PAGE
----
A fluorescence signal arising from a Förster resonance energy transfer process was used to monitor conformational changes of a domain within the E. coli protein HemK during its synthesis by the ribosome. An increase in fluorescence was observed to begin 10 s after translation was initiated, indicating the domain became more compact in size. Since fluorescence only reports a single value at each time point it contains very little information about the structural ensemble that gives rise to it. Here, we supplement this experimental information with coarse-grained simulations that describe protein conformations and transitions at a spatial resolution of 3.8 Å. We use these simulations to test three hypotheses that might explain the cause of domain compaction: (1) that poor solvent quality conditions drive the unfolded state to compact, (2) that a change in the dimension of the space the domain occupies upon moving outside the exit tunnel causes compaction, or (3) that domain folding causes compaction. We find that domain folding and dimensional collapse are both consistent with the experimental data, while poor-solvent collapse is inconsistent. We identify alternative dye labeling positions on HemK that upon fluorescence can differentiate between the domain folding and dimensional collapse mechanisms. Partial folding of domains has been observed in C-terminally truncated forms of proteins. Therefore, it is likely that the experimentally observed compact state is a partially folded intermediate consisting, according to our simulations, of the first three helices of the HemK N-terminal domain adopting a native, tertiary configuration. With these simulations we also identify the possible cotranslational folding pathways of HemK.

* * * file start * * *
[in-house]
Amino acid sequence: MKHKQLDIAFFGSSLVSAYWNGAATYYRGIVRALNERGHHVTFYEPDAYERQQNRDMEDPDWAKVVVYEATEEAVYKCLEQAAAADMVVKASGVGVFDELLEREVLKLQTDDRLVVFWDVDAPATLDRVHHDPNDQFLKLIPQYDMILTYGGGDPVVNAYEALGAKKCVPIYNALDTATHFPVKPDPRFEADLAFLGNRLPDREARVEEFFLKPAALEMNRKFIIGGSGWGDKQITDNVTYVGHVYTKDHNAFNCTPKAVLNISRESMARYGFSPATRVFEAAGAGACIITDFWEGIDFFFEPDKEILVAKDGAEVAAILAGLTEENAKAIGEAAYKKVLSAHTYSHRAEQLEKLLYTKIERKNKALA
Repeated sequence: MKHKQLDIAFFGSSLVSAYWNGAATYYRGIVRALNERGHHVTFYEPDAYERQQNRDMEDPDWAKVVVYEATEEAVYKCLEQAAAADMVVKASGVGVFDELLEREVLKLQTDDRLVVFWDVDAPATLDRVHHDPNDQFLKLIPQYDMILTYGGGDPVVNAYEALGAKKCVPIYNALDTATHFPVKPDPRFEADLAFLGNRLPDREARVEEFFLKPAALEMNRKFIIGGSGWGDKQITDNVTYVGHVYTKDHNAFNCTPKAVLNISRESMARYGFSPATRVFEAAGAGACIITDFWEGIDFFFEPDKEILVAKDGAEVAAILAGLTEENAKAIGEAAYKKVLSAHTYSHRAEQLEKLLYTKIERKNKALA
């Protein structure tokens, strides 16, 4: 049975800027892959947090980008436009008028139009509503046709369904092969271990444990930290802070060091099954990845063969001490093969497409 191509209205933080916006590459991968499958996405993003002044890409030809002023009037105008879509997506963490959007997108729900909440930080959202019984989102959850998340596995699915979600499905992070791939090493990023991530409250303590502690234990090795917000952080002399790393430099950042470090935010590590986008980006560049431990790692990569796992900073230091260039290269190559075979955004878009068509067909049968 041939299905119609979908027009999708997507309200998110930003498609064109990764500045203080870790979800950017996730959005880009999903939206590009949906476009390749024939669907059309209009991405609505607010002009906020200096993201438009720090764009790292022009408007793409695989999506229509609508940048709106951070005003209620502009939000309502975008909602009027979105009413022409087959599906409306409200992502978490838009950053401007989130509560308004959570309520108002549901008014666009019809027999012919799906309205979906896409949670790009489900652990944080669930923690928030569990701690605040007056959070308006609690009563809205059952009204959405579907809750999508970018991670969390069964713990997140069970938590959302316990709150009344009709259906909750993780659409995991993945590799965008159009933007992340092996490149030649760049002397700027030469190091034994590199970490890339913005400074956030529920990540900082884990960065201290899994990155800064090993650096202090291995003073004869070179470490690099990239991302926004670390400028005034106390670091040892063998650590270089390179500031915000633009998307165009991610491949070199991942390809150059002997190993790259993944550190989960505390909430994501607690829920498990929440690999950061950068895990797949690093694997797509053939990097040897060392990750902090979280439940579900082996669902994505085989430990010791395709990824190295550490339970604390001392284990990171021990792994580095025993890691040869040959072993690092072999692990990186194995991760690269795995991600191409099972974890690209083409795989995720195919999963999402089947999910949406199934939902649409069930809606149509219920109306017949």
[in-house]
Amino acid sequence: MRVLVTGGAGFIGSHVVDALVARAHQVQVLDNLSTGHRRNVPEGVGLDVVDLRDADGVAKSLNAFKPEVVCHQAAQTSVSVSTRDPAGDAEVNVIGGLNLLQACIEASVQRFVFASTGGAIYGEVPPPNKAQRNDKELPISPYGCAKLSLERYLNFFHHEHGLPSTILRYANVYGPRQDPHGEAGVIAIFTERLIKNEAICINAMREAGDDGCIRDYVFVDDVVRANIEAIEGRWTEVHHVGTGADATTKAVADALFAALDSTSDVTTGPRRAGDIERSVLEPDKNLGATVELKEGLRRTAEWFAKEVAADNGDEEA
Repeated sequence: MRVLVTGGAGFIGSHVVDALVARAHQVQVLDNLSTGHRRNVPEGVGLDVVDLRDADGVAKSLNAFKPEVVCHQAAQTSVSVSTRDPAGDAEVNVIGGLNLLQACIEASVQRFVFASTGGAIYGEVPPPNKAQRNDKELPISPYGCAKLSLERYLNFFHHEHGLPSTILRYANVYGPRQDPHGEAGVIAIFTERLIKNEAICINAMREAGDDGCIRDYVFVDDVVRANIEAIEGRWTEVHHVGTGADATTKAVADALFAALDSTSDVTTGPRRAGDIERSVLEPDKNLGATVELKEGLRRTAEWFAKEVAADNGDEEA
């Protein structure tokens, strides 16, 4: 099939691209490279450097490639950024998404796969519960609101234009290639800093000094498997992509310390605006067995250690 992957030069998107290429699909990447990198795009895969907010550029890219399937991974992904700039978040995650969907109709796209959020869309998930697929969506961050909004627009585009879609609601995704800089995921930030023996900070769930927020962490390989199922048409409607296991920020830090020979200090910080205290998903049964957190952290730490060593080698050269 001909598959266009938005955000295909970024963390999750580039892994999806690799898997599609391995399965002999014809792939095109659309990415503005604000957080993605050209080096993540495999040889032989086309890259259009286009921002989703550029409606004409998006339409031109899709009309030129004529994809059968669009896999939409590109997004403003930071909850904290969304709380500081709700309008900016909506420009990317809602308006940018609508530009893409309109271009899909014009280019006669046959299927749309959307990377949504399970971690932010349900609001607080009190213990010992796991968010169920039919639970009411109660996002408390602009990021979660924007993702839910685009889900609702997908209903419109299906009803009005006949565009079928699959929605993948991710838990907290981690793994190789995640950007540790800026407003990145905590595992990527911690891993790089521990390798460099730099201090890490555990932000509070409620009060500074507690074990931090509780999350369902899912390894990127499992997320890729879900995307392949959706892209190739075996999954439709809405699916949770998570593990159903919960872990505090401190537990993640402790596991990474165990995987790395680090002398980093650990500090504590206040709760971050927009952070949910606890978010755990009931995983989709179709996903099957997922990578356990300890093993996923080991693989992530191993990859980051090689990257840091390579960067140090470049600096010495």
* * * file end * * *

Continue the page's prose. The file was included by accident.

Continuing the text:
All Science Journal Classification (ASJC) codes
- Physical and Theoretical Chemistry
- Surfaces, Coatings and Films
- Materials Chemistry